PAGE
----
ANKARA: Amid alarming reports about assassinations of Syrian refugees in Turkey, the trend of violence and the security of foreigners has become a source of concern in the country, where refugees were once welcomed with open arms.
The country’s economic woes, with high rates of unemployment and decreased purchasing power due to inflation, have pushed many to blame foreigners.
The frequent use of anti-refugee rhetoric by politicians has fanned the flames of racism. A Turkish court recently overturned controversial plans by the mayor of the northwestern city of Bolu, Tanju Ozcan, to increase water bills by tenfold for foreigners, as well as charging 100,000 lira ($7,435) for civil marriage ceremonies for foreigners in Turkey.
“They overstayed their welcome. If I had the power, I would use municipal officials to throw them out by force,” Ozcan said. “I know people will talk about human rights and they will call me fascist. I simply do not care.”
Anti-immigrant sentiment has hardened, exacerbated by an influx of Afghans after the Taliban takeover of their country in August 2021.
Last week, Nail Al-Naif, a 19-year-old Syrian refugee, was killed in Istanbul by a group of men when sleeping in his room. Eight people, including five Turkish nationals and three Afghans, were arrested.
Another young Syrian was stabbed walking in a park in the southeastern city of Diyarbakir last week, just a couple of days after a mob attacked a shopping mall frequented by Syrians in Istanbul, allegedly after a Syrian refugee refused to give a cigarette to a Turkish man.
In November, three young Syrian workers were burned to death in the western city of Izmir after a fire broke out at their apartment when they were sleeping.
Police detained a Turkish man, who admitted that he caused the fire motivated by xenophobia.
Muge Dalkiran, an expert on migration issues and a junior fellow at the Institute for Human Sciences in Vienna, said refugees have been scapegoated in Turkey due to ongoing competition over economic resources, concerns over ethnic or religious balances, and security-related worries.
“The tension has also escalated as a result of misinformation in the media, xenophobic discourses and hate speech by public figures from different political parties that represent large and diverse groups in the Turkish society,” she told Arab News.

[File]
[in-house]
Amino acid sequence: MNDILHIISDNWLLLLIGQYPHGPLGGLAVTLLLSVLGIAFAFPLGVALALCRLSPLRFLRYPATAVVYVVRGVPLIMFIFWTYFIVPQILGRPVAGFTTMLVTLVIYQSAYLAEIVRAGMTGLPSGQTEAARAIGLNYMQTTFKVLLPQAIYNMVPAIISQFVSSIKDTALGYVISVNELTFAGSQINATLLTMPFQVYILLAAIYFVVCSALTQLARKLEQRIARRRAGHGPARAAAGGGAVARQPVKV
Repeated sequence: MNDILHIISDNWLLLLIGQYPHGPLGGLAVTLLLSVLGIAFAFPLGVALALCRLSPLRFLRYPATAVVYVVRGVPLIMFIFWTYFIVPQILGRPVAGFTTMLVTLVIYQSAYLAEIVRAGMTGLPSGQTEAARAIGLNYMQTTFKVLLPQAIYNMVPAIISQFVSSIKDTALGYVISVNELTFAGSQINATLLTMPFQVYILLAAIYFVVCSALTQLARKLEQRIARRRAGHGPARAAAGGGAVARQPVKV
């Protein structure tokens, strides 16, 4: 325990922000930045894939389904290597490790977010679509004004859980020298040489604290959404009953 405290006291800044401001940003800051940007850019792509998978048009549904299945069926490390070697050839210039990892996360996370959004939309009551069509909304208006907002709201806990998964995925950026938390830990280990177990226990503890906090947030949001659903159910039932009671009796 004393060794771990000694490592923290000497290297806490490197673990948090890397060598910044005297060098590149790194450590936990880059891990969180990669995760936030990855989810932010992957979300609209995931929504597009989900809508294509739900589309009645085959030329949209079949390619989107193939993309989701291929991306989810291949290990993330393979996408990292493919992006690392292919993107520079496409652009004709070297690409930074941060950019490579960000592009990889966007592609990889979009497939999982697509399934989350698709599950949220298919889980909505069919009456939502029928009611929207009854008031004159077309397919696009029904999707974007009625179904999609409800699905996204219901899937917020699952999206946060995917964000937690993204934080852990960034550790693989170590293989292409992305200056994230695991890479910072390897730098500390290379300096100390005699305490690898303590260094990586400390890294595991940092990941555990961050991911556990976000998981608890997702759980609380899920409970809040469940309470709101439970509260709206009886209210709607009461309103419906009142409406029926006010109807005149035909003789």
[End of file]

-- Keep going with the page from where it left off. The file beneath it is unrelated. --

Dalkiran said that negative attitudes, hate speech, and xenophobia against migrant and refugee groups exist in many countries, but in Turkey a major problem is impunity.
“Due to the lack of (a) clear legal definition of xenophobia and racial discrimination, as well as the lack of the enforcement of law, this leads to the impunity for crimes motivated by racist and xenophobic attitudes.
“In addition to this, the lack of international protection of refugees also creates a precarious situation for them,” she said.
As Turkey has put a geographical limitation on the 1951 UN Refugee Convention, it cannot grant its main refugee groups, like Syrians, Afghans and Iraqis, refugee status.
“Many times, because of the fear of detention or deportation, migrant and refugee groups in Turkey cannot even access official complaint mechanisms when they face violent acts,” Dalkiran said.
The number of Syrian refugees under temporary protection in Turkey is 3.7 million people, most of them living in Istanbul as well as the southeastern province of Gaziantep.
Over 2.6 million Syrian refugees in Turkey are under the age of 30. Overall, the country is home to about 5.3 million foreigners in total.
Metin Corabatir, president of the Research Center on Asylum and Migration in Ankara, said there are many examples of xenophobia that go unreported.
“Syrian refugees in Ankara cannot send their children to school for fear that they could be subject to physical violence or hate speech” he told Arab News.
“They cannot guarantee their own security and children pay it back with their declining enrolment rates,” he added.
In August 2021, tensions rose in Ankara’s Altindag district, where the Syrian population is concentrated in the capital.
After a knife fight between locals and Syrians, several workplaces and houses of Syrians were targeted.
“(Turkish) house owners in Altindag district reportedly began to decline to rent their houses to Syrians,” Corabatir said.
“The municipality abruptly stopped the coal and food assistance to the Syrians in the city without giving any excuse. Opposition politicians began pledging to send Syrians back to their home country,” he added.
“As the date of parliamentary elections is nearing, refugees and foreigners in general have been used for domestic consumption,” said Corabatir.
Advocacy groups also underline the alarming trend of hate speech in the country against foreigners more generally. Recently, a taxi driver in Istanbul beat a French woman after he overcharged her and her husband.
“We cannot send these refugees back to Syria, which is still unsafe,” Corabatir said. “Several international right groups, like Amnesty International, announced that those who returned home were subjected to torture, disappearance and detention.”
In January, a video was posted on social media of a Turkish man in Istanbul breaking the doors and windows of a house he owned because, after he raised the rent of his Syrian tenants by 150 percent and they refused to pay, he wanted to evict them.
Dalkiran emphasized the need for adopting a coherent and integrated approach by political parties and their leaders, the media, academia and civil society for the refugee-related issues.
“Rather than populist discourses to secure the electoral gains, a human rights-based approach should be prioritized,” she said.
“This needs to be accompanied by social awareness raising efforts to combat against racism and xenophobia together with the migrant and refugee rights.”
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